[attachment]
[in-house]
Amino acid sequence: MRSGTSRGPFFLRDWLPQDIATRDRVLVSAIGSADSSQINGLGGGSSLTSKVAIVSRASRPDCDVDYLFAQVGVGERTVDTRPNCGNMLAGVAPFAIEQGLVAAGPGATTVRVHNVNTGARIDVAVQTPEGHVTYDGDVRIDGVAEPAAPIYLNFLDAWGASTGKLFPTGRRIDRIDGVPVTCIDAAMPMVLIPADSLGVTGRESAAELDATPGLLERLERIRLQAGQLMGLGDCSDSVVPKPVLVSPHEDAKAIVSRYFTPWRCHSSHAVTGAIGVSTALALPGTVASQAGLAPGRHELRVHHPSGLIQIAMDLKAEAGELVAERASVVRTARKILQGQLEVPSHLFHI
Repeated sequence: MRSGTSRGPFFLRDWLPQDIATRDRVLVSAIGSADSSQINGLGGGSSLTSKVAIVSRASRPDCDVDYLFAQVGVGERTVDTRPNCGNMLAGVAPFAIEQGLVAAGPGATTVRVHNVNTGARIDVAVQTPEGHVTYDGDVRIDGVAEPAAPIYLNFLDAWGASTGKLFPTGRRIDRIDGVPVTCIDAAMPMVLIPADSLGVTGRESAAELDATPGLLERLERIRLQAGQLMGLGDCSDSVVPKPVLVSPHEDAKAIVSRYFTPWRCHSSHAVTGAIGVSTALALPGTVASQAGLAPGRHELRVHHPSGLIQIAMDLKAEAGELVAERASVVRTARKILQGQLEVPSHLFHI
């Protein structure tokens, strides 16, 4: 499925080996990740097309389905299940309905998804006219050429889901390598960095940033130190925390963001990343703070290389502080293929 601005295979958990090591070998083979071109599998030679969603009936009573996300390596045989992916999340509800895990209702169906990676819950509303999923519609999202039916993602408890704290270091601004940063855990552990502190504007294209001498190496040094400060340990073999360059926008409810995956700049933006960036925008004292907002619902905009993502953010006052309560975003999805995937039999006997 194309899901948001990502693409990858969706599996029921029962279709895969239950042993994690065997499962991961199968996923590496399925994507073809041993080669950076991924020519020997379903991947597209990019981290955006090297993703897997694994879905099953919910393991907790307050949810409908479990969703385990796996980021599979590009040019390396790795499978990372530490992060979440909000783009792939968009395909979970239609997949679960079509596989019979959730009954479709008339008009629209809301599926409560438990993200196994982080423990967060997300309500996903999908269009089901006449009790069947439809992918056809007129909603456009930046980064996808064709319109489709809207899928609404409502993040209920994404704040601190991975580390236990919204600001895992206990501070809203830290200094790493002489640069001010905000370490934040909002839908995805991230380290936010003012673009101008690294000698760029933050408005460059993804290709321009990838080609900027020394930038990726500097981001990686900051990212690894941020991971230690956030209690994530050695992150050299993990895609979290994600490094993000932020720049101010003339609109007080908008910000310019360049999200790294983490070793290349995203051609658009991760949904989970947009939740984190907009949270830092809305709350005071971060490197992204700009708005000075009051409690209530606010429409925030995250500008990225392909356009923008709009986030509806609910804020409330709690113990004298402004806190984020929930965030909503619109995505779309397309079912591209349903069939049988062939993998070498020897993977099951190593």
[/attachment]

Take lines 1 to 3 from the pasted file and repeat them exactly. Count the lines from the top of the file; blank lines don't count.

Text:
[in-house]
Amino acid sequence: MRSGTSRGPFFLRDWLPQDIATRDRVLVSAIGSADSSQINGLGGGSSLTSKVAIVSRASRPDCDVDYLFAQVGVGERTVDTRPNCGNMLAGVAPFAIEQGLVAAGPGATTVRVHNVNTGARIDVAVQTPEGHVTYDGDVRIDGVAEPAAPIYLNFLDAWGASTGKLFPTGRRIDRIDGVPVTCIDAAMPMVLIPADSLGVTGRESAAELDATPGLLERLERIRLQAGQLMGLGDCSDSVVPKPVLVSPHEDAKAIVSRYFTPWRCHSSHAVTGAIGVSTALALPGTVASQAGLAPGRHELRVHHPSGLIQIAMDLKAEAGELVAERASVVRTARKILQGQLEVPSHLFHI
Repeated sequence: MRSGTSRGPFFLRDWLPQDIATRDRVLVSAIGSADSSQINGLGGGSSLTSKVAIVSRASRPDCDVDYLFAQVGVGERTVDTRPNCGNMLAGVAPFAIEQGLVAAGPGATTVRVHNVNTGARIDVAVQTPEGHVTYDGDVRIDGVAEPAAPIYLNFLDAWGASTGKLFPTGRRIDRIDGVPVTCIDAAMPMVLIPADSLGVTGRESAAELDATPGLLERLERIRLQAGQLMGLGDCSDSVVPKPVLVSPHEDAKAIVSRYFTPWRCHSSHAVTGAIGVSTALALPGTVASQAGLAPGRHELRVHHPSGLIQIAMDLKAEAGELVAERASVVRTARKILQGQLEVPSHLFHI